Lack of Person-Centered Research Impedes Rural Access to OUD Meds

    Across the United States, people face many barriers to accessing medications for opioid use disorder (MOUD). This is often particularly pronounced in rural parts of the country, given a slew of hurdles such as limited health care provider knowledge, a dearth of services in harm reduction “deserts,” and stigma surrounding substance use.

    But new research, published in the International Journal of Drug Policy, also suggests that there are major knowledge gaps surrounding rural Americans’ access to lifesaving drugs like methadone and buprenorphine.

    According to the review, while some existing studies broadly compare access by rurality, there’s a lack of research into specific regions or localities—and critically, of research that centers patient experiences in those different places.

    “We know that patients in rural areas are even less likely to get on one of these medications.”

    “Getting on a medication for opioid use disorder can really be lifesaving. But it’s extremely difficult,” Tanner Bommersbach told Filter. A psychiatry fellow at the Mayo Clinic in Rochester, Minnesota, he is one of the authors of the new research. “And we know that patients in rural areas are even less likely to get on one of these medications.”

    Bommersbach and his team began considering this in 2021, and subsequently performed a “scoping review” of existing literature on access to MOUD in both rural and urban locales. Bommersbach explained that this process, which attempts to appraise the strengths and weaknesses of research on a particular topic, differs from a regular “systematic review,” which tries to answer a specific question.

    As they embarked on this review in 2022, the team searched online journals for peer-reviewed articles, and the broader internet for “gray” literature—things like reports and studies out of various professional or government organizations that may not necessarily be peer-reviewed like academic research. They also conferred with around 20 subject-matter experts to do a kind of quality check on their results, and asked them to provide any other papers they might have missed.

    At first, the team came up with 3,963 unique papers, but after removing those that didn’t fit the scope of their work, they ended up with 147.

    “This paper represents the most comprehensive overview of this topic thus far. That’s why we go to these great lengths of searching all these different ways to try to find every possible piece of information related to this topic,” Paul Joudrey, an assistant professor at the University of Pittsburgh’s School of Medicine and another of the paper’s authors, told Filter.

    According to Bommersbach, there were a few different (and not mutually exclusive) categories that the papers fell into: papers about MOUD access in rural or urban settings, and papers that looked at MOUD access through the lens of either personal factors or factors in the health care system.

    The overwhelming majority of the papers (96 percent) examined health care factors such as the existence of MOUD programs in an urban or rural area. Only 20 percent looked at patient factors—things like people’s physical ability to get to a clinic (which can be a challenge in some cities as well) using private or public transportation; people recognizing that they want to access MOUD; and whether or not people can afford the medications.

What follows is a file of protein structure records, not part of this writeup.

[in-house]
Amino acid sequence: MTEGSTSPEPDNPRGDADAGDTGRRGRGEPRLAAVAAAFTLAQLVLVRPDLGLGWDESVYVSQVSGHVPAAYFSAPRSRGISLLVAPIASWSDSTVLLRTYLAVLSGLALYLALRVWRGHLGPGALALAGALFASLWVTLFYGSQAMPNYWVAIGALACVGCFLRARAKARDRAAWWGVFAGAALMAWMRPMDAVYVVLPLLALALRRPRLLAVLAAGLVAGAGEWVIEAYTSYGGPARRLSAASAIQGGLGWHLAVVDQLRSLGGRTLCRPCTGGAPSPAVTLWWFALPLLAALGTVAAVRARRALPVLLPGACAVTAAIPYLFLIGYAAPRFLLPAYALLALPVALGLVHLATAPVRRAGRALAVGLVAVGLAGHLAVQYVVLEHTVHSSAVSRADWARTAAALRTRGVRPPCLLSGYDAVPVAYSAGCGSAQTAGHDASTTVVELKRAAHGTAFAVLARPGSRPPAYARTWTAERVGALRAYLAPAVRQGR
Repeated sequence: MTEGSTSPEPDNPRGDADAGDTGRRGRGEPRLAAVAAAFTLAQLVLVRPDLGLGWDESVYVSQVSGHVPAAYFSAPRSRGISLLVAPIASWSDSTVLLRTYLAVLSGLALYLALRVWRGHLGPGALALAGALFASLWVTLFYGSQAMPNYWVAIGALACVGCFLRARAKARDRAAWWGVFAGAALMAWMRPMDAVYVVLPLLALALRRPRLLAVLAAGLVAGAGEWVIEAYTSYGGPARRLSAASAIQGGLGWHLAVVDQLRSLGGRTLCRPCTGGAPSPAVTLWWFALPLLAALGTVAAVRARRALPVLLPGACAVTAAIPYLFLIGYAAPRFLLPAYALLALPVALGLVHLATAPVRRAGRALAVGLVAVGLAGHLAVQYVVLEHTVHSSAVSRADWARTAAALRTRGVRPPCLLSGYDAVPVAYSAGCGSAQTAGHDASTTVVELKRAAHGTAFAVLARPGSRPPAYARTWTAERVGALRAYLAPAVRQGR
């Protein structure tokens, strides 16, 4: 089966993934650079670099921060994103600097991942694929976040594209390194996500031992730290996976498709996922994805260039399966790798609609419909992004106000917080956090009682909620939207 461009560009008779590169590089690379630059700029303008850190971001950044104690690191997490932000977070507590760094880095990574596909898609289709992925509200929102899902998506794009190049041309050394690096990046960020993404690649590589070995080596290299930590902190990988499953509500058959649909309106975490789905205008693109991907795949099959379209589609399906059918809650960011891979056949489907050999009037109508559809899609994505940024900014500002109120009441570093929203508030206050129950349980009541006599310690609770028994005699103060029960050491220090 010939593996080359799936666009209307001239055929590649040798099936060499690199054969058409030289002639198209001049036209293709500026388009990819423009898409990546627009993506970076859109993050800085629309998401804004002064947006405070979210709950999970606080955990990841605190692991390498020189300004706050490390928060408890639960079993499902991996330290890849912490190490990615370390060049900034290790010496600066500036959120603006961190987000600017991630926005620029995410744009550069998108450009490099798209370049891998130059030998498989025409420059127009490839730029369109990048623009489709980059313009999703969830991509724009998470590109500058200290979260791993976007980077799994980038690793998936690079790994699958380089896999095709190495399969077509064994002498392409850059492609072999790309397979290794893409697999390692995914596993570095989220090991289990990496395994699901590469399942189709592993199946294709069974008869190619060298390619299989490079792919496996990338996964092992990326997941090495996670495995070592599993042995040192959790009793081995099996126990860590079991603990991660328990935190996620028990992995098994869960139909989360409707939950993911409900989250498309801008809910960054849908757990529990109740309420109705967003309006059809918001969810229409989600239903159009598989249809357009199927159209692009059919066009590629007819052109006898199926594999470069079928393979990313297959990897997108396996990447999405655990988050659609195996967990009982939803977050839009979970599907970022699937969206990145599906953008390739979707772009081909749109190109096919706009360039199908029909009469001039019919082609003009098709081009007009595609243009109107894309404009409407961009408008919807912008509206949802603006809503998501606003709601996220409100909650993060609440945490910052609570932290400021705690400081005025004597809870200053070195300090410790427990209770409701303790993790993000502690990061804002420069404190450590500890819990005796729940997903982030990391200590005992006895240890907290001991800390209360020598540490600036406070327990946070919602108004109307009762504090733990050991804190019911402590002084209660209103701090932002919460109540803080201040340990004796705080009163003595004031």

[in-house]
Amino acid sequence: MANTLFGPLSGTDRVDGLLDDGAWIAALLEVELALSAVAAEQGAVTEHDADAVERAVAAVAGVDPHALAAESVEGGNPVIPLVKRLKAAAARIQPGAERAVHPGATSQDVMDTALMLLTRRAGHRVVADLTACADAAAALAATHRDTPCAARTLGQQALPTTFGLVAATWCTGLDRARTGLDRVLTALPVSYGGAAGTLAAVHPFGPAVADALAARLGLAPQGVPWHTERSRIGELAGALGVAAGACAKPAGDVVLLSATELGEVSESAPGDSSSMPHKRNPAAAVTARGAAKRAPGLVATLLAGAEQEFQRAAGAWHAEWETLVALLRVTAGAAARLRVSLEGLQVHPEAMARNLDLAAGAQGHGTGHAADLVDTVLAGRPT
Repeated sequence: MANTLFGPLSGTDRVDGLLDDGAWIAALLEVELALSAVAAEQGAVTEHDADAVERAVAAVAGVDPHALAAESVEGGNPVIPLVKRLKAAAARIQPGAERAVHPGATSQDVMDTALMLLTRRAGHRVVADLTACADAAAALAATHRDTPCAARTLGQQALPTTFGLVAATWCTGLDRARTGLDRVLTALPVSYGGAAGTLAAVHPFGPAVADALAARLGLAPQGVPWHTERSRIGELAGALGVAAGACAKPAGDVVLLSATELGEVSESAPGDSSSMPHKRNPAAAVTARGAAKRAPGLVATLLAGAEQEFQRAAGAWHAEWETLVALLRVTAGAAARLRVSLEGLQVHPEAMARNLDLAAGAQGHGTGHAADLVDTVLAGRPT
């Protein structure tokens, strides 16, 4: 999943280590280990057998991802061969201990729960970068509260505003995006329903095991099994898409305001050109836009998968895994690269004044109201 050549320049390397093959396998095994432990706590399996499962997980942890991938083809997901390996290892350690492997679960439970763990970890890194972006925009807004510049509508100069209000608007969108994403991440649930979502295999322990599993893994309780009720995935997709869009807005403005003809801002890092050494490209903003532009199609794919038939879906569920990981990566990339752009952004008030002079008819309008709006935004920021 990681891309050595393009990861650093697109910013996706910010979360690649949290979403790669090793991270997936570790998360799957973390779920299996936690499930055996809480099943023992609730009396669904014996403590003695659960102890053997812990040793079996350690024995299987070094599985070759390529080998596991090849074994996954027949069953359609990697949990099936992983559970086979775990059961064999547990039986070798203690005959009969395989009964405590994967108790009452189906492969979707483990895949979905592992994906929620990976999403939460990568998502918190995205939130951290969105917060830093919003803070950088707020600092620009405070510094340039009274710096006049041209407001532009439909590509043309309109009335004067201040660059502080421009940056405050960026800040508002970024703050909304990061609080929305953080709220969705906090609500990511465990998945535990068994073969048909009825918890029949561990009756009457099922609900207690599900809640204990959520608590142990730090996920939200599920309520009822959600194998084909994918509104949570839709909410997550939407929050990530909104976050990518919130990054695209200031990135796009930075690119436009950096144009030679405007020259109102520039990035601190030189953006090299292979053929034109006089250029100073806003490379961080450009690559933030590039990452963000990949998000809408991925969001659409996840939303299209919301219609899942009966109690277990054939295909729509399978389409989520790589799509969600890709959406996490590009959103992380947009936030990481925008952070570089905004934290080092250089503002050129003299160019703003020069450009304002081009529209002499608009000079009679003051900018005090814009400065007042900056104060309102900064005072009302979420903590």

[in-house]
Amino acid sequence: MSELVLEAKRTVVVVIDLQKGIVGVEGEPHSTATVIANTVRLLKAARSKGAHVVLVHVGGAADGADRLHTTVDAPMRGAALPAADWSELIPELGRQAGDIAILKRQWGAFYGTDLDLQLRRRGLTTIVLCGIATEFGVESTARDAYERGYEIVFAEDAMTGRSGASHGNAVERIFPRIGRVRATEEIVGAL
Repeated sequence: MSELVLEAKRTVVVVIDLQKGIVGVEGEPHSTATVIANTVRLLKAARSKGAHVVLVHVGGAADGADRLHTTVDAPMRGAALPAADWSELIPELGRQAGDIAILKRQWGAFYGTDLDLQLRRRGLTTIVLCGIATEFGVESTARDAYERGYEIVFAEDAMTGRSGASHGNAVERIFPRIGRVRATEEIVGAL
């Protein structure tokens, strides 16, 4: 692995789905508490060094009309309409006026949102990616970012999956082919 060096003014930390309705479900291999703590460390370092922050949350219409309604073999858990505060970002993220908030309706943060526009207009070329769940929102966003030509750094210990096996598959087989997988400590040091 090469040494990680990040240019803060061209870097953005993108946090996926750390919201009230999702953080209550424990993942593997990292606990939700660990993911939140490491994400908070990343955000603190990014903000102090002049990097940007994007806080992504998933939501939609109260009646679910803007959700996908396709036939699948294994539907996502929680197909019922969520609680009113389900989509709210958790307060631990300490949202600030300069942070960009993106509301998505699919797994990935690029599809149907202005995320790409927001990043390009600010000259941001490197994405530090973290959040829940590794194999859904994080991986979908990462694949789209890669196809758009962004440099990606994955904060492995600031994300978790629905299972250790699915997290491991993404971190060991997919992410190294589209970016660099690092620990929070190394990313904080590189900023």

In general, rural areas had fewer MOUD providers, the paper found, which is no surprise. But how these personal and health care factors vary from one rural community to the next, it noted, is still poorly understood.

    One of the patient-based factors impacting MOUD access is whether or not a potential patient knows or feels that they want to go on methadone or a similar medication. According to Joudrey, there’s little knowledge around how or why people decide to seek such treatment. Additionally, patients in any given small town or remote community may or may not be aware of the lengthy process involved in obtaining treatments.

    “In order for someone to really have meaningful access to treatment, you need to break down access into its smaller components,” Joudrey said. “Because any breakdown along this chain of events that’s needed to receive the medication can prevent someone from going into treatment.”

    “We don’t have a lot of data from the patient’s perspective, and that probably is hampering our efforts to meaningfully improve access.”

    The paper noted that this lack of research could hinder providers in meeting clients’ needs. Without understanding issues like transportation challenges, regional differences and others, policymakers and service providers can’t adequately tailor their approaches to their communities.

    “We don’t have a lot of data from the patient’s perspective, and that probably is hampering our efforts to really meaningfully improve access,” Bommersbach said.

    Going forward, the authors said that there needs to be more effort into reaching out to people who use drugs—particularly outside of cities—and talking to them about what personal factors influence their ability to get MOUD. And more research at a local or area level is needed to help policymakers better understand, serve and engage with people who use drugs in specific geographical settings.

    “I think for all of us in this field, this is a moment to pause and look for opportunities to really prioritize these approaches,” Bommersbach said, “and really center our measurement of access from the patient’s perspective.” 



    Photograph via Rawpixel/Public Domain

    • Doug is a writer, editor and journalist whose work has appeared in National Geographic, Undark Magazine, New Scientist and Hakai, among others. He lives in Alberta, Canada.

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